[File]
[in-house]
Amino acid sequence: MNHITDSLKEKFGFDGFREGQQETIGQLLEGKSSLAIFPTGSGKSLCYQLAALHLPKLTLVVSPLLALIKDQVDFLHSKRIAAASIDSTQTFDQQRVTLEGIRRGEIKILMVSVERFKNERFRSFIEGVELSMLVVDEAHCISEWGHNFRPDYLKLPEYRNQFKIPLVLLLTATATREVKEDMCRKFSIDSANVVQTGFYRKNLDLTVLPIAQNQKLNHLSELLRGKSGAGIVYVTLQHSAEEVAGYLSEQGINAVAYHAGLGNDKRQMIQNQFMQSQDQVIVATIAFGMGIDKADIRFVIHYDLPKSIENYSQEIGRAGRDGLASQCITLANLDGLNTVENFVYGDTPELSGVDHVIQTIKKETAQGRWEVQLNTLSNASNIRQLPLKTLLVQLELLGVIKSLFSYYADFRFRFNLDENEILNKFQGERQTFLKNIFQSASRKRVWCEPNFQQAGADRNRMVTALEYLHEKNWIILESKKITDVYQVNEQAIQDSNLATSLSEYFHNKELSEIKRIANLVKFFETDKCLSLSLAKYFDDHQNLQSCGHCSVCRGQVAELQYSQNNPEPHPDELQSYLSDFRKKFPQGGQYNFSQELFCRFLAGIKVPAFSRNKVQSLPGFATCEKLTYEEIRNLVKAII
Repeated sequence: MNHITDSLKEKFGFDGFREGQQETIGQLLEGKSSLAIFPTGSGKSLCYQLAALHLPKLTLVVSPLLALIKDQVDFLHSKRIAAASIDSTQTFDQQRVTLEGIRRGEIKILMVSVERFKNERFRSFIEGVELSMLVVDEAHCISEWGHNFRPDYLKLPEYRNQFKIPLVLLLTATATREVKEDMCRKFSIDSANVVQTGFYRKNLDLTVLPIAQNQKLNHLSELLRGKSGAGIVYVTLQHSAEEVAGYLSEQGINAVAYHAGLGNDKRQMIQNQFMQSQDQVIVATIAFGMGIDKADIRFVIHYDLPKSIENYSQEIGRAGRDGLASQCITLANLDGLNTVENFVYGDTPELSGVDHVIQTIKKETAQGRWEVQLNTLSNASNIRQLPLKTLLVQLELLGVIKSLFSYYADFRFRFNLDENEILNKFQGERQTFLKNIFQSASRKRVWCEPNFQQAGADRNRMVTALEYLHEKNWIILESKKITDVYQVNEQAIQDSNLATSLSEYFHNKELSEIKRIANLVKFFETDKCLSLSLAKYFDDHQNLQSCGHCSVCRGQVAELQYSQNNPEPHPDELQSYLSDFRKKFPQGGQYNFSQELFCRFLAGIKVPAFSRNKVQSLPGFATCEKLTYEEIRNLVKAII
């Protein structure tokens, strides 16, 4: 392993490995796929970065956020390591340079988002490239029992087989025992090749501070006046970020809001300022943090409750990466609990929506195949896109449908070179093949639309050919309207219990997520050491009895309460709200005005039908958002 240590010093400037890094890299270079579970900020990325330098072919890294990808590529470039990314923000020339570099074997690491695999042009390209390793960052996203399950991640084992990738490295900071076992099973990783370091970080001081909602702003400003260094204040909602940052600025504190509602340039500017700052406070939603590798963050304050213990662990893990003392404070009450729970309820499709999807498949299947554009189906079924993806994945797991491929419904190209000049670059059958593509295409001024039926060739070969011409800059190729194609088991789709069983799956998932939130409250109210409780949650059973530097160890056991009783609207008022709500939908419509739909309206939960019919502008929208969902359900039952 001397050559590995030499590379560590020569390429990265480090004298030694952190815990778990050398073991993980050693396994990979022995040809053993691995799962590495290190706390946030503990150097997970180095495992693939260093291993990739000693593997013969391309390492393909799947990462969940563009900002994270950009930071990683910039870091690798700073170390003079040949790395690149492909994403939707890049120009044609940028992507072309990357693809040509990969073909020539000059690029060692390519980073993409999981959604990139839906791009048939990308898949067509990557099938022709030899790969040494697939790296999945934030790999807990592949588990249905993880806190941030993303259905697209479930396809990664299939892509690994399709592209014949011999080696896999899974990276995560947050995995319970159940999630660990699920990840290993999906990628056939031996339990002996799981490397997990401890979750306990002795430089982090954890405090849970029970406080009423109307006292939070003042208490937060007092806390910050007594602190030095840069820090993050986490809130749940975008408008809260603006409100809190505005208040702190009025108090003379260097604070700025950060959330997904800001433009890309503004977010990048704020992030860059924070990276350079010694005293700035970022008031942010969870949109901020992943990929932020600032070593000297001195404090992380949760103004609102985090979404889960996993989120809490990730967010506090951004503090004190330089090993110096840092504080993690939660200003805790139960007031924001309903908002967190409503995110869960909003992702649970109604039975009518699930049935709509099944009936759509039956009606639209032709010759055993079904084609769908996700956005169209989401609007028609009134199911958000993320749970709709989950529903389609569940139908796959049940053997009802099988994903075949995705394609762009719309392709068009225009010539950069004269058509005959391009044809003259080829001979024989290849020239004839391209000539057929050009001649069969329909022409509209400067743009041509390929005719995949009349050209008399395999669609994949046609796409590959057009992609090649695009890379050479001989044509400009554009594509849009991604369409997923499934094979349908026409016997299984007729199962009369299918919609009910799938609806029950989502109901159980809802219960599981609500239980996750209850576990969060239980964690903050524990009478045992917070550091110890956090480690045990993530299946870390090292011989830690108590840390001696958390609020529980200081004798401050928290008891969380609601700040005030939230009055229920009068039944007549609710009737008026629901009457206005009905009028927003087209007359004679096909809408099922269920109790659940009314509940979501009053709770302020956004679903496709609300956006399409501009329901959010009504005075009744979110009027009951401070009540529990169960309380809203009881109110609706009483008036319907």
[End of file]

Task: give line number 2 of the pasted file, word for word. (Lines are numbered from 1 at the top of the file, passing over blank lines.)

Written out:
Amino acid sequence: MNHITDSLKEKFGFDGFREGQQETIGQLLEGKSSLAIFPTGSGKSLCYQLAALHLPKLTLVVSPLLALIKDQVDFLHSKRIAAASIDSTQTFDQQRVTLEGIRRGEIKILMVSVERFKNERFRSFIEGVELSMLVVDEAHCISEWGHNFRPDYLKLPEYRNQFKIPLVLLLTATATREVKEDMCRKFSIDSANVVQTGFYRKNLDLTVLPIAQNQKLNHLSELLRGKSGAGIVYVTLQHSAEEVAGYLSEQGINAVAYHAGLGNDKRQMIQNQFMQSQDQVIVATIAFGMGIDKADIRFVIHYDLPKSIENYSQEIGRAGRDGLASQCITLANLDGLNTVENFVYGDTPELSGVDHVIQTIKKETAQGRWEVQLNTLSNASNIRQLPLKTLLVQLELLGVIKSLFSYYADFRFRFNLDENEILNKFQGERQTFLKNIFQSASRKRVWCEPNFQQAGADRNRMVTALEYLHEKNWIILESKKITDVYQVNEQAIQDSNLATSLSEYFHNKELSEIKRIANLVKFFETDKCLSLSLAKYFDDHQNLQSCGHCSVCRGQVAELQYSQNNPEPHPDELQSYLSDFRKKFPQGGQYNFSQELFCRFLAGIKVPAFSRNKVQSLPGFATCEKLTYEEIRNLVKAII